If you forget everything else from this post, the most important thing to remember is that brakes should be silent. Period. If you hear any sounds when you brake – such as screeching, grinding, scraping, vibrating or anything in between – that’s a bad sign. Bring your vehicle in to Houska immediately so we can replace the brake pads and check to see if other damage has occurred.

    4. Check for Leaks Before Driving Your Vehicle

    This is a good idea whether it’s National Brake Safety Month or not. Periodically checking for fluid leaks beneath your vehicle is one of the best ways to identify issues with brake fluid, oil, transmission, coolant, etc. If you notice leakage of any kind, bring it in to Houska so we can identify the problem.

    5. Get a Full Brake Inspection Before a Road Trip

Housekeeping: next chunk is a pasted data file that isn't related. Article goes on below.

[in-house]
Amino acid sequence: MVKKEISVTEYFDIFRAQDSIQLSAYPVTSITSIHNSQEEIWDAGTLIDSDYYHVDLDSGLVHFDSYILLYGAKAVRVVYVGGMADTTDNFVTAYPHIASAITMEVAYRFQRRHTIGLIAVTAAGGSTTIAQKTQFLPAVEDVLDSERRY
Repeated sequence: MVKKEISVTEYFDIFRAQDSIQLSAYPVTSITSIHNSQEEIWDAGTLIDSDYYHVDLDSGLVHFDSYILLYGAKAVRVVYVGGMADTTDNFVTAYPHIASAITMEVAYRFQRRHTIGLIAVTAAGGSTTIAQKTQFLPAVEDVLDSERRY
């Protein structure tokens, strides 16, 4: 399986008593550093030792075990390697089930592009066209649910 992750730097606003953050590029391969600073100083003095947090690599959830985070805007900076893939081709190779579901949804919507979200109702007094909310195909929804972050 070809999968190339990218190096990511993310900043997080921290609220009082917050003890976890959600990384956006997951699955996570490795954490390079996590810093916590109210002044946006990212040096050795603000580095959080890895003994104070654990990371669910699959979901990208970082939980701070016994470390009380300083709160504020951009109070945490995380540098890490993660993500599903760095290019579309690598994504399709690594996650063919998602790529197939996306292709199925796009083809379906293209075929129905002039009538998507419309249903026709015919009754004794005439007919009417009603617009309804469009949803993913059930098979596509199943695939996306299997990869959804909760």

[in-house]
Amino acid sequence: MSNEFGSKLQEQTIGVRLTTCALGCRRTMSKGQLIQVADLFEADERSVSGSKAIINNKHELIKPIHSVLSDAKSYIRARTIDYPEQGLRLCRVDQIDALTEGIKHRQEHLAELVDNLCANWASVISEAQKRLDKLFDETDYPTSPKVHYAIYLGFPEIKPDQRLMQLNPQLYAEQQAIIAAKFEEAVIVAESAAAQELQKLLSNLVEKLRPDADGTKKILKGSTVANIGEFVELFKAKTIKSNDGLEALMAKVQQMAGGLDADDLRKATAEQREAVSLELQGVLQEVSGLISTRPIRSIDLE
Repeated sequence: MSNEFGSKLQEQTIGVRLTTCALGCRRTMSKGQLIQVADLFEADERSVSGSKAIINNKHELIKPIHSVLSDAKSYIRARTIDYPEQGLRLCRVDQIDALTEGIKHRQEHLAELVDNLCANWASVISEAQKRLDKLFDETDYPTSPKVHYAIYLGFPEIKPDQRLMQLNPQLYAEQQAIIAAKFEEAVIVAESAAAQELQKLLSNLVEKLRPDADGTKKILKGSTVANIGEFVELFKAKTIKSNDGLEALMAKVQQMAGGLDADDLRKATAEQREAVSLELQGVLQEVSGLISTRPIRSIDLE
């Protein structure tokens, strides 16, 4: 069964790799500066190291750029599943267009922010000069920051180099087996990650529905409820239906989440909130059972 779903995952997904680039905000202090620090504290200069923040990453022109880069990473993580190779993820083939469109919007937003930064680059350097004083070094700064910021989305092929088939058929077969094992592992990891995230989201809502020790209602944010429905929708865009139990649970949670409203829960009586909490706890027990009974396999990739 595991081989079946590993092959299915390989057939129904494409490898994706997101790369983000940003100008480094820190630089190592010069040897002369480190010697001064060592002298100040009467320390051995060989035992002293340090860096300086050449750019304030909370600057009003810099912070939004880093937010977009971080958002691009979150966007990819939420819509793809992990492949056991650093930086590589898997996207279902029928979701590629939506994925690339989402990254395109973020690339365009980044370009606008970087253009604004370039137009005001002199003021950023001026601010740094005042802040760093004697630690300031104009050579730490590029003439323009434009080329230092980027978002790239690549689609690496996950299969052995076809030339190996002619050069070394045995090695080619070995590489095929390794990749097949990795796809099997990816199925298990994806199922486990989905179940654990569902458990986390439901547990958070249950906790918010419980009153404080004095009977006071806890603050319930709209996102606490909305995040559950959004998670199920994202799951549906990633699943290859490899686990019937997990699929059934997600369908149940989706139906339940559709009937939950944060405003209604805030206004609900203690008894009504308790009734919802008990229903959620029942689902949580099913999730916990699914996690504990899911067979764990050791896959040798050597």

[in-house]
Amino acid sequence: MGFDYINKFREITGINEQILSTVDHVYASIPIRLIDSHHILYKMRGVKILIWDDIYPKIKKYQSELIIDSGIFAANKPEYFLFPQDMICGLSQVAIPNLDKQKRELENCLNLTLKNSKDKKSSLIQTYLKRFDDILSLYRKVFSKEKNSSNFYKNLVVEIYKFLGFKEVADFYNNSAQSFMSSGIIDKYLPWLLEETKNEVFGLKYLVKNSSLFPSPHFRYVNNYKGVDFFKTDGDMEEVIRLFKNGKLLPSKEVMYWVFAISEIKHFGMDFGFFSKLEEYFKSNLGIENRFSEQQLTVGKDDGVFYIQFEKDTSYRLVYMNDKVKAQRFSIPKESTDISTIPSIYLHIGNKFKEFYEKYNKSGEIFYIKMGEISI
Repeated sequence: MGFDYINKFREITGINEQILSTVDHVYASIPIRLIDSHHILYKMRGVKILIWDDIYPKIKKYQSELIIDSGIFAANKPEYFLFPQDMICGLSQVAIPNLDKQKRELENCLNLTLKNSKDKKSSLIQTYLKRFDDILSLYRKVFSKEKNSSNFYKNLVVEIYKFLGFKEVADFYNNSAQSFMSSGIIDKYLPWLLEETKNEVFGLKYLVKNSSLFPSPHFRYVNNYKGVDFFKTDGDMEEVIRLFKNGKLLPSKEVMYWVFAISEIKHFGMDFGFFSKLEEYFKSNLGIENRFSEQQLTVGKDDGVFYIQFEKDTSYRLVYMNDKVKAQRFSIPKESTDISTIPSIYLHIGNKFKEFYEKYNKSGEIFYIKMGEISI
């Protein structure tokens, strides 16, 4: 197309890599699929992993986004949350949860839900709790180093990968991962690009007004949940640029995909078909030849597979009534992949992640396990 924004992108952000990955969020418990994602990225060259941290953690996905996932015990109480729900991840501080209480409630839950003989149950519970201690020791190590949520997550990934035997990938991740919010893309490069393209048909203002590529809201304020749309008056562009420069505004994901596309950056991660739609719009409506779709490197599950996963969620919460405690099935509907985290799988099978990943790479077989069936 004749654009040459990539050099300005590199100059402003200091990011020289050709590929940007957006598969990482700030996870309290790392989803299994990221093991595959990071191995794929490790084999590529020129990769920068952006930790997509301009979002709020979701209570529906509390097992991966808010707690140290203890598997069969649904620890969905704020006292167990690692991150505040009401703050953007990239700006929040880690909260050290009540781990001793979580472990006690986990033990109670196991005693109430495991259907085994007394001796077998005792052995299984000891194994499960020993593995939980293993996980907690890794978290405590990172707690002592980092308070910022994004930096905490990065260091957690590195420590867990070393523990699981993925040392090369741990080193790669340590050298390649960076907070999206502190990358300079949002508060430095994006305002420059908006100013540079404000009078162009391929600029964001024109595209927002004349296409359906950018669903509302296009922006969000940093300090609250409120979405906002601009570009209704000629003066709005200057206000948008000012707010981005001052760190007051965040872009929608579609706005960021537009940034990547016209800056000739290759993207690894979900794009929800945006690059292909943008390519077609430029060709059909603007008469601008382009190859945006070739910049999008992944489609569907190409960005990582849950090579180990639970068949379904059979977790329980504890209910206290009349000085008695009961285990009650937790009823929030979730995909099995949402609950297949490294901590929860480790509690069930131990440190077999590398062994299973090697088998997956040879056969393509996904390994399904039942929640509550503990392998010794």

Last but certainly not least, do NOT embark on a road trip before getting your brakes professionally inspected. If long days of driving are in your future, it is always best to replace worn out brake pads and check the brake fluid ahead of time. Don’t wait until it’s too late to find out that your brakes need to be repaired.

    Our team is prepared to help you with all your brake maintenance needs! Stop by our location on Riverside Avenue to stay safe on the road.

     

  • What to Do If Your Engine Overheats

    Posted on 27, July, 2017

    We’re smack dab in the middle of road trip season, and while that certainly means days filled with adventure and memories, it also means you need to take extra precautions to keep your vehicle in prime condition. If you’re planning extensive bouts of driving this summer, your car may be at risk of overheating. Here are a few tips on how to handle an overheating engine:

    Stop and Cut the A/C